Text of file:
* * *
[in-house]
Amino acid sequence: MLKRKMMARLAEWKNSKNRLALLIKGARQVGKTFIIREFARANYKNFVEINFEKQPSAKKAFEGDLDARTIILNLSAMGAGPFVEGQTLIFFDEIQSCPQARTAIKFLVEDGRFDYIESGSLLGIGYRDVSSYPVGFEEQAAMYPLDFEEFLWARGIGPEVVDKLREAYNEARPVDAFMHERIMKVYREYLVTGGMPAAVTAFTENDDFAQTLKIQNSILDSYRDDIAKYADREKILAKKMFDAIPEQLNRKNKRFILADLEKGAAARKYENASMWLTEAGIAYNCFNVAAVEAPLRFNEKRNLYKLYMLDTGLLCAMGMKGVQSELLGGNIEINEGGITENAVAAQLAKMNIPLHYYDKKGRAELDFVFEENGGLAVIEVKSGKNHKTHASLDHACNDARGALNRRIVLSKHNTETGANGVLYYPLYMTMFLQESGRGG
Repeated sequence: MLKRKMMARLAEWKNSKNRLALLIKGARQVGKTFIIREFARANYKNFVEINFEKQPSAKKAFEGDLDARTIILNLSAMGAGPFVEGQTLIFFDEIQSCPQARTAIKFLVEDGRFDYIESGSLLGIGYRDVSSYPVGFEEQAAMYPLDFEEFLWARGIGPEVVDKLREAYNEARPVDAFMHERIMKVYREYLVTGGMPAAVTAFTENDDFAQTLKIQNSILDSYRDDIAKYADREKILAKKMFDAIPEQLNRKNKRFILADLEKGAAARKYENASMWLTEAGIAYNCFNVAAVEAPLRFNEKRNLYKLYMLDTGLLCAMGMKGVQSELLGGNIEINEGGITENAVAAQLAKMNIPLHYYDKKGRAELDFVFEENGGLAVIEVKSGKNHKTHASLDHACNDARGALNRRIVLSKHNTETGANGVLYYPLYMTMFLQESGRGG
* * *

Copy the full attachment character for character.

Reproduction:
[in-house]
Amino acid sequence: MLKRKMMARLAEWKNSKNRLALLIKGARQVGKTFIIREFARANYKNFVEINFEKQPSAKKAFEGDLDARTIILNLSAMGAGPFVEGQTLIFFDEIQSCPQARTAIKFLVEDGRFDYIESGSLLGIGYRDVSSYPVGFEEQAAMYPLDFEEFLWARGIGPEVVDKLREAYNEARPVDAFMHERIMKVYREYLVTGGMPAAVTAFTENDDFAQTLKIQNSILDSYRDDIAKYADREKILAKKMFDAIPEQLNRKNKRFILADLEKGAAARKYENASMWLTEAGIAYNCFNVAAVEAPLRFNEKRNLYKLYMLDTGLLCAMGMKGVQSELLGGNIEINEGGITENAVAAQLAKMNIPLHYYDKKGRAELDFVFEENGGLAVIEVKSGKNHKTHASLDHACNDARGALNRRIVLSKHNTETGANGVLYYPLYMTMFLQESGRGG
Repeated sequence: MLKRKMMARLAEWKNSKNRLALLIKGARQVGKTFIIREFARANYKNFVEINFEKQPSAKKAFEGDLDARTIILNLSAMGAGPFVEGQTLIFFDEIQSCPQARTAIKFLVEDGRFDYIESGSLLGIGYRDVSSYPVGFEEQAAMYPLDFEEFLWARGIGPEVVDKLREAYNEARPVDAFMHERIMKVYREYLVTGGMPAAVTAFTENDDFAQTLKIQNSILDSYRDDIAKYADREKILAKKMFDAIPEQLNRKNKRFILADLEKGAAARKYENASMWLTEAGIAYNCFNVAAVEAPLRFNEKRNLYKLYMLDTGLLCAMGMKGVQSELLGGNIEINEGGITENAVAAQLAKMNIPLHYYDKKGRAELDFVFEENGGLAVIEVKSGKNHKTHASLDHACNDARGALNRRIVLSKHNTETGANGVLYYPLYMTMFLQESGRGG